“I, unlike my opponent, am pure” is an easy claim to make about fundraising when you’re an underdog challenging a popular incumbent in the primary: you’re not going to be offered any donations that might compromise you.

I think the claim that legislation dies because of people like Betty McCollum is absurd on its face; legislation dies because of Republicans and the actual conservative Democrats, of which there are many. Betty is a cosponsor of the Green New Deal and the George Floyd Justice in Policing Act. There are 435 people in the US House and Betty is not on the “this is why we can’t have nice things” list and the idea that a new person with no seniority is going to be able to get us the stuff Betty hasn’t is not a claim that holds water.

The piece here that I really dove into was the claim about getting out the vote. Someone on Twitter linked me to this site with an interactive map. In 2018, turnout in 04 was 64.3% with a margin of error of plus or minus .6%. In 05 it was 66.4% with a margin of error of plus or minus .8%. This is not a huge difference. (Turnout in 02 and 03 was extremely high but they had competitive congressional races; this is why it’s important for the reps in 04 and 05 to work on turnout regardless. But clearly both Ilhan and Betty are putting in the effort here!)

I like Amane, but replacing a representative comes with a cost for the district that does it, because of the emphasis on seniority in both the House and the Senate. People who’ve served for decades get better committee assignments and more power, which Betty has used to further progressive goals — which does not mean she’s gotten us Medicare for All or all the many other things I would like us to have, because other people in Congress have stood in the way, but has meant things like, “she directed a bunch of defense funding toward cancer research and sexual assault prevention.” (I highlighted those two because they were accomplishments that were much more under her control because she’s the chair of the Defense Subcommittee. She’s also voted the right away on all the things you’ve probably heard of, some of which then stalled out but some of which passed the Senate.) My sense broadly is that a huge amount of St. Paul isn’t even aware that Betty has an opponent, which makes it hard for me to buy the idea that Amane will be better at turning out the vote.

I am planning to vote for Betty McCollum. If you want a younger rep (someone on Twitter said they’re voting for Amane because Betty, who was elected in 2000, has been in office longer than they’ve been alive) then absolutely go ahead and vote for Amane; if you want to send Betty a message that it’s time to start thinking about retirement, go ahead and vote for Amane. (I think “send a message” voting is risky when the opponent is awful, but Amane strikes me as fine, so the risk here is low.)

I got asked by someone who’s confident in the outcome on the DFL side of the ticket whether there’s a Republican running in the primary who’s not a seditionist, which is an interesting question and surprisingly hard to answer. Here’s who’s on the ticket:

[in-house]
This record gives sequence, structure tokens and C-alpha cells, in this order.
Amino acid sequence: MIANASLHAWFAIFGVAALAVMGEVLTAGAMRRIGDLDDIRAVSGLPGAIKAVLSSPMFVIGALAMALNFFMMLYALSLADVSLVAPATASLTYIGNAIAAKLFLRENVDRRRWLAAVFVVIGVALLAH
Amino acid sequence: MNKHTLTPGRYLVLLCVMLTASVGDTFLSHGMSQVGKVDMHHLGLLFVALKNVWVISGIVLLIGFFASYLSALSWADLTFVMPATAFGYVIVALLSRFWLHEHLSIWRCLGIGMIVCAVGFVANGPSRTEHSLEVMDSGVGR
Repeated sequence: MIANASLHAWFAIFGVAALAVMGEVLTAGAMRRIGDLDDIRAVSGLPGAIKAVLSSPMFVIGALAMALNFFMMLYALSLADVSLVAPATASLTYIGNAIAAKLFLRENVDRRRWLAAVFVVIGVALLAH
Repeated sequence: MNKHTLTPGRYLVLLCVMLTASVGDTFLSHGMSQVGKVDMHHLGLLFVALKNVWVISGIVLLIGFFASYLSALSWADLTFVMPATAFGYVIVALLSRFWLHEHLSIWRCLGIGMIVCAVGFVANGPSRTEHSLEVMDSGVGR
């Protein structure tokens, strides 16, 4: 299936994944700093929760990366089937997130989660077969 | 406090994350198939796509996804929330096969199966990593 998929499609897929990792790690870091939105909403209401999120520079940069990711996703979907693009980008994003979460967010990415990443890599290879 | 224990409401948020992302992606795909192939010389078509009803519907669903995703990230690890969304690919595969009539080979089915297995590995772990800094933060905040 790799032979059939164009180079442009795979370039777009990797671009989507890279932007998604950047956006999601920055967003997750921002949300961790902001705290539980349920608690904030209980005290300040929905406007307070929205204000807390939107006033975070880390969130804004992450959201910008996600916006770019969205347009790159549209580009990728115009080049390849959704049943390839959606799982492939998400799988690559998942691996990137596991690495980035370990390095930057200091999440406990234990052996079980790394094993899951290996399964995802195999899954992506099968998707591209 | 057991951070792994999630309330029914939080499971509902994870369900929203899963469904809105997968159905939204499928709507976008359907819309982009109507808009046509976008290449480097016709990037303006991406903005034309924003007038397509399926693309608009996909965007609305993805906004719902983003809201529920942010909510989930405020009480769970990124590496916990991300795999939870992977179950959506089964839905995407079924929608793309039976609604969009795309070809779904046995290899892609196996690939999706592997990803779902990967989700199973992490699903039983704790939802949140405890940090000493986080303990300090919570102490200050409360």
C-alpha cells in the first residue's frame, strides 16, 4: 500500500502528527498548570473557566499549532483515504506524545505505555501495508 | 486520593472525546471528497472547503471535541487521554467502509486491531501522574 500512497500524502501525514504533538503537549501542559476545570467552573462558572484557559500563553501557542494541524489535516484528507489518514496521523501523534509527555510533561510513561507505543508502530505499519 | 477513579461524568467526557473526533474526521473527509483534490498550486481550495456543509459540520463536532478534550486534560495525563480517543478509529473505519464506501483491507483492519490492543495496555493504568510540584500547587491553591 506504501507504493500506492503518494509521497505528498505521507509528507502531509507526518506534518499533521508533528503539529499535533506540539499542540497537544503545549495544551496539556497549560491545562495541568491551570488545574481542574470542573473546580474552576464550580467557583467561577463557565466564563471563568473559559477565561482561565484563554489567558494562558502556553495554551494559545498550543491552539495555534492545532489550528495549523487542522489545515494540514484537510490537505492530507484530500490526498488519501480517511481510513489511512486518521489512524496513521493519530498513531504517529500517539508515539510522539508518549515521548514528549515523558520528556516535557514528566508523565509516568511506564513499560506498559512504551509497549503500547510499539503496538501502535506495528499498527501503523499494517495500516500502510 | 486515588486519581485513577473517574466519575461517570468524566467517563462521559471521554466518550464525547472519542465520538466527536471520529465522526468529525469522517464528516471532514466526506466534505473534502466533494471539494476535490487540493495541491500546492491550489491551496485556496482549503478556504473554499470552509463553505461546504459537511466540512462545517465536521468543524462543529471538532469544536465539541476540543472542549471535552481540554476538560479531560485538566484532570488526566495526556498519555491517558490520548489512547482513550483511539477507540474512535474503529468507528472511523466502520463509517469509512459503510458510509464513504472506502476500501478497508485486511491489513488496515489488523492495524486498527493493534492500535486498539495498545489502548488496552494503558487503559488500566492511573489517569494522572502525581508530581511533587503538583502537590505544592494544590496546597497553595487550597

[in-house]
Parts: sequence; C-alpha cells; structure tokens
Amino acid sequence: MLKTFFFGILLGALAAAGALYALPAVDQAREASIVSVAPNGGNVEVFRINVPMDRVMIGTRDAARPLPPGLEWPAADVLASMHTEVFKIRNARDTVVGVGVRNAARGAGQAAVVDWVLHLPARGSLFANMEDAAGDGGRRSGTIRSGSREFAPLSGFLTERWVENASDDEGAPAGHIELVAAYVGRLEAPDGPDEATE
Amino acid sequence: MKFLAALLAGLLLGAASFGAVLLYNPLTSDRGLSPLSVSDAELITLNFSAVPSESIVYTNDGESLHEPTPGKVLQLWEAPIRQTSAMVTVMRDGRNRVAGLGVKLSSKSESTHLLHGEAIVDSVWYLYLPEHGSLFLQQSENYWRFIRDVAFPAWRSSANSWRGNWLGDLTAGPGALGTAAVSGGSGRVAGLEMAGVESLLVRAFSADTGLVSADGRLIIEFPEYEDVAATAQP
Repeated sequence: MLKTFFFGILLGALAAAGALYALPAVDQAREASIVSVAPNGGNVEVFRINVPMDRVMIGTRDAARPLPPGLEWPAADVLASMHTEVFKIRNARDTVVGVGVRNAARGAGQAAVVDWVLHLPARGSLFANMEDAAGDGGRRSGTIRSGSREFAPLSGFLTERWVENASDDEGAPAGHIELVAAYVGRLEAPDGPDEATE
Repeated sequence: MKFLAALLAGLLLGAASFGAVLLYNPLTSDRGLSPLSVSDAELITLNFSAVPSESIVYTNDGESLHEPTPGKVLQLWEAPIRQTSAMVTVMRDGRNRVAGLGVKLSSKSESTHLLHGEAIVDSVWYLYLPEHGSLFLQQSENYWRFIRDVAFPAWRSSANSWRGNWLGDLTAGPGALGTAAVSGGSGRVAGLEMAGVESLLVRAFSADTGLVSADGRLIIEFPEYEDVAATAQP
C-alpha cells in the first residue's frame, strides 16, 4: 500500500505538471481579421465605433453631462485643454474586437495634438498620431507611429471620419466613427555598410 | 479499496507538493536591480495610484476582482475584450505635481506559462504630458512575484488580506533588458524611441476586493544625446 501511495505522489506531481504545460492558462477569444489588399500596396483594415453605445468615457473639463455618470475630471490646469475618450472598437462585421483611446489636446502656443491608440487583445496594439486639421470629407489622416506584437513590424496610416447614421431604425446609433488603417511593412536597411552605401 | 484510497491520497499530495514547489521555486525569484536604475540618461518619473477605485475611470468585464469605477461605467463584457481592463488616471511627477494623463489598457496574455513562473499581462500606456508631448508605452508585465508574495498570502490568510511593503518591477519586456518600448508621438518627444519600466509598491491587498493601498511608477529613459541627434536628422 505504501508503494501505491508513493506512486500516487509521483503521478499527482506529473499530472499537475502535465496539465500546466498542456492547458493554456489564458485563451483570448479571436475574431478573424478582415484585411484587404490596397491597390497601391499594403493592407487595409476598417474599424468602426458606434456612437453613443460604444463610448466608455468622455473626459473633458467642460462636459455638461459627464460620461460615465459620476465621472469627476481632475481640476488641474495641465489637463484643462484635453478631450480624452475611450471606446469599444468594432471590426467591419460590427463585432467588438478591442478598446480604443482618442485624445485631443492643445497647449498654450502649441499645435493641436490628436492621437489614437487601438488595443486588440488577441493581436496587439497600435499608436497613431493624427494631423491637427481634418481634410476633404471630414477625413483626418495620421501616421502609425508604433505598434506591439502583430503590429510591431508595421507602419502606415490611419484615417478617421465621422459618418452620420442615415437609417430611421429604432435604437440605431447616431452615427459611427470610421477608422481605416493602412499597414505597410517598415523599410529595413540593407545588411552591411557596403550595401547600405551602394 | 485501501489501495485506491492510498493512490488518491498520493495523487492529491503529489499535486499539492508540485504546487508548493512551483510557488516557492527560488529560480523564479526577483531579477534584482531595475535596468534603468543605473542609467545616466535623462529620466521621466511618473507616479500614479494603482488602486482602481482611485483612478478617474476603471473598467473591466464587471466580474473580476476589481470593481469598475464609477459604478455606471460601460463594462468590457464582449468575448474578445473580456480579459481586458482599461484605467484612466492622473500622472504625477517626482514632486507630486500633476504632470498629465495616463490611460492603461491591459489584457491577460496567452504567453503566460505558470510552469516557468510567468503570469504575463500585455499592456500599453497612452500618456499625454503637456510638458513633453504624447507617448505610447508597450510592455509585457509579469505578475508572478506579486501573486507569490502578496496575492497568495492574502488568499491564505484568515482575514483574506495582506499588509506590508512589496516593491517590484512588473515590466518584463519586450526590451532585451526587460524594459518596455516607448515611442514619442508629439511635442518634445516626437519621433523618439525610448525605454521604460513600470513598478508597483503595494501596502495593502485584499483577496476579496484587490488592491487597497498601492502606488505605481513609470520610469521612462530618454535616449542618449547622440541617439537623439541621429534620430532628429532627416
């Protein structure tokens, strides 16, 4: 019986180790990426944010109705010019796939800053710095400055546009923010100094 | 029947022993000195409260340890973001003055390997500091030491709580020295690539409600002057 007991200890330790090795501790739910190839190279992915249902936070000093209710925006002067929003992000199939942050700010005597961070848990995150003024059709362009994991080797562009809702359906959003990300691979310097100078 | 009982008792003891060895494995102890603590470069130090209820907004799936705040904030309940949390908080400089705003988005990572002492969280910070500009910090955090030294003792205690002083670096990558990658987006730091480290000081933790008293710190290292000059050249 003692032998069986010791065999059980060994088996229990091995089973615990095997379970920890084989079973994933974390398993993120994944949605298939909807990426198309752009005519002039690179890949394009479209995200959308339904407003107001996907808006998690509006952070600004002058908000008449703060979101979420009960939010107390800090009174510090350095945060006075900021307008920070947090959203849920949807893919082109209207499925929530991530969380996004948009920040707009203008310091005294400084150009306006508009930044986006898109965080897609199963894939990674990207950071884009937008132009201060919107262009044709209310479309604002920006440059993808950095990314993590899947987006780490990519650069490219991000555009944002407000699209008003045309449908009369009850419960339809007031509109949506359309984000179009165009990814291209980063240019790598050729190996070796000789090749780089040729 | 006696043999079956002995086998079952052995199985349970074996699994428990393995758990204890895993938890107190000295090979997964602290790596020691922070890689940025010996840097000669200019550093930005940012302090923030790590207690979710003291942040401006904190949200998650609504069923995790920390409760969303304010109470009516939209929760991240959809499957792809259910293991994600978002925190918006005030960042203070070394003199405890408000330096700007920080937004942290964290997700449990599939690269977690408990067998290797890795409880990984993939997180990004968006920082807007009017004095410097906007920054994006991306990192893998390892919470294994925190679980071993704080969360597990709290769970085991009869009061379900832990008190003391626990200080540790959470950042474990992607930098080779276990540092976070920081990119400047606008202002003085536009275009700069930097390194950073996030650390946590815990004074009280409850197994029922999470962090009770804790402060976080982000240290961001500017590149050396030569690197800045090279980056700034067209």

Gene Rechtzigel
Jerry Silver
May Lor Xiong (GOP-endorsed)

Gene was the nominee last time, when the City Pages called him a “good old-fashioned solitary crank.” He remains an old-fashioned crank, complete with a website that is both incoherent and illegible. He doesn’t say anything about elections, but was a party in a lawsuit in November 2020 to block election certification.

Jerry Silver is a retired pastor who wrote a book about fighting his congregation to admit a Black student to the private school affiliated with his church — this happened in the 1990s in Illinois. His Priorities page calls for Voter ID, “opposes lawsuits against states that exercise their rights to keep their elections honest,” opposes the National Popular Vote Interstate Compact, and supports a proposal for states to “award their electoral votes along Congressional district lines with the state popular vote winner gaining the two at-large votes.” In other words, he wants to make the effects of gerrymandering worse, and disenfranchise Democrats wherever possible. Regarding Trump’s big lie, and the insurrection on January 6th, I couldn’t find him saying anything at all.

May Lor Xiong is the endorsed Republican candidate. Her Issues page does not mention elections at all and she has ignored people asking for her stance on this on Twitter and Facebook. Her social media is all pretty scrubbed, but I did find her Twitter “likes” to be a little more revealing. She liked a May 11th tweet fron right-wing “comedian” Tim Young saying “81 million votes… and I’ve never seen a Biden hat or shirt in my life.” Also a lot of anti-vax and anti-mask stuff and anti-abortion extremists being smug about the overturn of Roe. So my strong suspicion is that she’s trying to keep her pro-Trump pro-sedition views out of sight as much as possible, but certainly holds them.

May is campaigning heavily on “border security” and made a field trip down to Texas to talk about how we need to finish the wall. Note that she is herself an immigrant who arrived as a refugee at age eight, and she makes a big deal about how her family did this “properly” by applying and waiting and so on. But she also tells a (pretty vivid) story in a video on her website about her mother swimming the Mekong River to escape Laos and get to Thailand — in other words, her parents fled where they were living. Let me be very clear: I 100% endorse their right to do this and I’m glad they did and I’m glad the US (eventually) did the right thing and admitted Hmong families like hers. But refugees fleeing danger and oppression today should also be allowed in.